The importance of workforce development
STEM skills are back in the public hot-seat after back to back news releases in as many weeks.  On December 3, 2014, the Business Roundtable released a joint press release with the White House-backed nonprofit Change the Equation. The title, “CEOs say skills gap threatens U.S. Economic Future,” framed a survey of 126 CEOs who participated in a survey on STEM skills.  In this survey, 97% of the CEOs reported the skill gap to be a major problem for their company with the bulk of jobs requiring basic to intermediate STEM literacy and a lack of candidates with fundamental STEM knowledge.  This survey reported an expectation of 1 million hires within the next 5 years requiring STEM literacy.
Just six days later on December 9, 2014, in an article published in the Wall Street Journal titled, “The CEO’s Top Priorities,” number one was the “21st Century workforce,” which called for employers to engage in partnership with schools even down to the level of early childhood education to encourage schools, parents and students to engage in STEM curricular activities and to improve focus on STEM and technical training.
The disconnect between the CEO’s office and metrics for the Human Resources department
Over the past year, we have connected with students, teachers, districts and colleges to identify promising practices and to better understand the challenges in connecting the classroom to careers.  What we’ve discovered is an ongoing disconnect, where studies and proclamations like the above press releases are rarely followed-up by meaningful engagement.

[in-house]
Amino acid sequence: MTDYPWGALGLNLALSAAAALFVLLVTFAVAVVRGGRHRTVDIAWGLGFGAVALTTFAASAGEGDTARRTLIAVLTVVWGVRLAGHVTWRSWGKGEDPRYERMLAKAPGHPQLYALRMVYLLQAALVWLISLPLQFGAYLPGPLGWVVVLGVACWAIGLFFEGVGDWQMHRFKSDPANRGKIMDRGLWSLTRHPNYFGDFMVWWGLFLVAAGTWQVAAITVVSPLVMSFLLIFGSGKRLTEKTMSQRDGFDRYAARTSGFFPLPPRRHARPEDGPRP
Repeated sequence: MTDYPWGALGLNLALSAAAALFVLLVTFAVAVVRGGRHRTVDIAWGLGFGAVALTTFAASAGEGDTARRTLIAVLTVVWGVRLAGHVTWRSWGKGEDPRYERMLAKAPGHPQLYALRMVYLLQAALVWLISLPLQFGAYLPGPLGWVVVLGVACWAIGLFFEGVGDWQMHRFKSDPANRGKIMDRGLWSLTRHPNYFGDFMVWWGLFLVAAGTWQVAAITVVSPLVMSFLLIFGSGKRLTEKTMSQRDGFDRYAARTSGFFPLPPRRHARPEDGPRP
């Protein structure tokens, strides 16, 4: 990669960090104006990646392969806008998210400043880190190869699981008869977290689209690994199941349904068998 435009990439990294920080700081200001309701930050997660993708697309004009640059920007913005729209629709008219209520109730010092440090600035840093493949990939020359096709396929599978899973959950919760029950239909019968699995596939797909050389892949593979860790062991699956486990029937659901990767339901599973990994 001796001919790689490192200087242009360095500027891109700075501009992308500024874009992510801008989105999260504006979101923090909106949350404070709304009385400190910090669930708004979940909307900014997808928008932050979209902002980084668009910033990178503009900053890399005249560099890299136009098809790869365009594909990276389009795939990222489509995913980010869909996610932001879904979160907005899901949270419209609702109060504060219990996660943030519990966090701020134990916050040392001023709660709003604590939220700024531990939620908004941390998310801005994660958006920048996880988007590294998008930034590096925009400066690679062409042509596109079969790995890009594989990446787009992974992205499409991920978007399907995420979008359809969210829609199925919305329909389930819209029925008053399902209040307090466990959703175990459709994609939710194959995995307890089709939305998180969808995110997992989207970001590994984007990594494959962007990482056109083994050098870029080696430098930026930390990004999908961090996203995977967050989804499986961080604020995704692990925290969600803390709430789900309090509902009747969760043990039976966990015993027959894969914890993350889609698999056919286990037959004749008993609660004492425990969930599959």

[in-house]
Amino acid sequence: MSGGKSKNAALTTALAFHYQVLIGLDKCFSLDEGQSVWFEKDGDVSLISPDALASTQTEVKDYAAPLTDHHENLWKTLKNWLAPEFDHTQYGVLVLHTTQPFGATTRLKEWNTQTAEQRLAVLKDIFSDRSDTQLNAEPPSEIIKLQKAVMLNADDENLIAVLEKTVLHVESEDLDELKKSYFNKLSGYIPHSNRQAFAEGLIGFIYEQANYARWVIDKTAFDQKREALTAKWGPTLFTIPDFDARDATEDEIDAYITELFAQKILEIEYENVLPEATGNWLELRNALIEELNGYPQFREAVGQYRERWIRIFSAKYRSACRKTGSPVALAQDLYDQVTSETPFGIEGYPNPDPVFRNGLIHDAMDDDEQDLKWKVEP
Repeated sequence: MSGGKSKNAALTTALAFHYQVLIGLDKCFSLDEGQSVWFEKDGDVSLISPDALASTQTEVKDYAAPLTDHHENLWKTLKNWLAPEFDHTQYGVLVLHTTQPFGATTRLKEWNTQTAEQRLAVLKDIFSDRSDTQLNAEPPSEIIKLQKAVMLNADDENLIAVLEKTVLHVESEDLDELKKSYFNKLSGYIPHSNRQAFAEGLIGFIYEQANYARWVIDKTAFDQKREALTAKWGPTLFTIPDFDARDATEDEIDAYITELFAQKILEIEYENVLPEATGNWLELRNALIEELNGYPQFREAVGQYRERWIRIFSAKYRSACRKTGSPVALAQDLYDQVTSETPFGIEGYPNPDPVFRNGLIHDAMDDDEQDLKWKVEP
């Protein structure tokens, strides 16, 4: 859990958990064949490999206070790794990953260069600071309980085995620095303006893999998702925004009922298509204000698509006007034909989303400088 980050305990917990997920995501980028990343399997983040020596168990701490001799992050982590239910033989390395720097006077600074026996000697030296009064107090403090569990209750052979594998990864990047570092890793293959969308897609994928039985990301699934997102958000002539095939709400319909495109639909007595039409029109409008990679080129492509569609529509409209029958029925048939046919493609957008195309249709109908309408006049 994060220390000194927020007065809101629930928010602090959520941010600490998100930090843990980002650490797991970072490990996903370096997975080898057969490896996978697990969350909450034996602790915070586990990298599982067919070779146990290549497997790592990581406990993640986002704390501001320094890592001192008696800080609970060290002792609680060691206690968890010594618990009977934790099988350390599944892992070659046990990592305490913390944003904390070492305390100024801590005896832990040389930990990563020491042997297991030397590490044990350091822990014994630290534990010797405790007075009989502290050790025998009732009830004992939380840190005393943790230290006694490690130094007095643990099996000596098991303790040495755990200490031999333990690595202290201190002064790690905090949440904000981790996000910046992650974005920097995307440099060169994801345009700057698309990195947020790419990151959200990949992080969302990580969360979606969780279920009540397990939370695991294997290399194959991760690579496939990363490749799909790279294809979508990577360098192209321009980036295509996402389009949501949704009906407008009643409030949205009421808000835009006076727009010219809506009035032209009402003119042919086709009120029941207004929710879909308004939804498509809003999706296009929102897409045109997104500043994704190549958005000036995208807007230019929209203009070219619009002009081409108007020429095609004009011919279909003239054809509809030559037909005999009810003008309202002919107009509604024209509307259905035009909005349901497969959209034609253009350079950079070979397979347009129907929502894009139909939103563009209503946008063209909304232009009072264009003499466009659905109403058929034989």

Part of the challenge is the disconnect between the CEO’s office and HR department metrics.  While Human Resources professionals are held accountable for statistics like turnover, retention and time to hire, there are few if any metrics to adequately incentivize engagement in longer-term workforce development activities.
Defining workforce development and it’s importance
First, what is workforce development:  Activities that create, sustain and retain a viable workforce that can support current and future business and industry. It is looking beyond the immediate hiring needs to recognize an organization’s responsibility in the larger economic activity of building and growing a STEM skilled workforce.  Most companies do little to none of this.
Top 10 signs that an organization should be invested in workforce development
Here’s a great checklist to use with local area employers that may be hesitant to create partnerships with you.  If they answer yes to any of the below, that’s a sure sign that they need to work with you in shaping curriculum and connecting their careers to the students in your classrooms:
1) You have long-term unfilled positions that are not due to involuntary turnover (these are usually technical positions).
2) You are constantly battling for key technically skilled workers at the level of pay rate.
3) You have positions that you will always hire for.
4) You struggle to attract top talent in key positions ( or have no idea what your key positions are).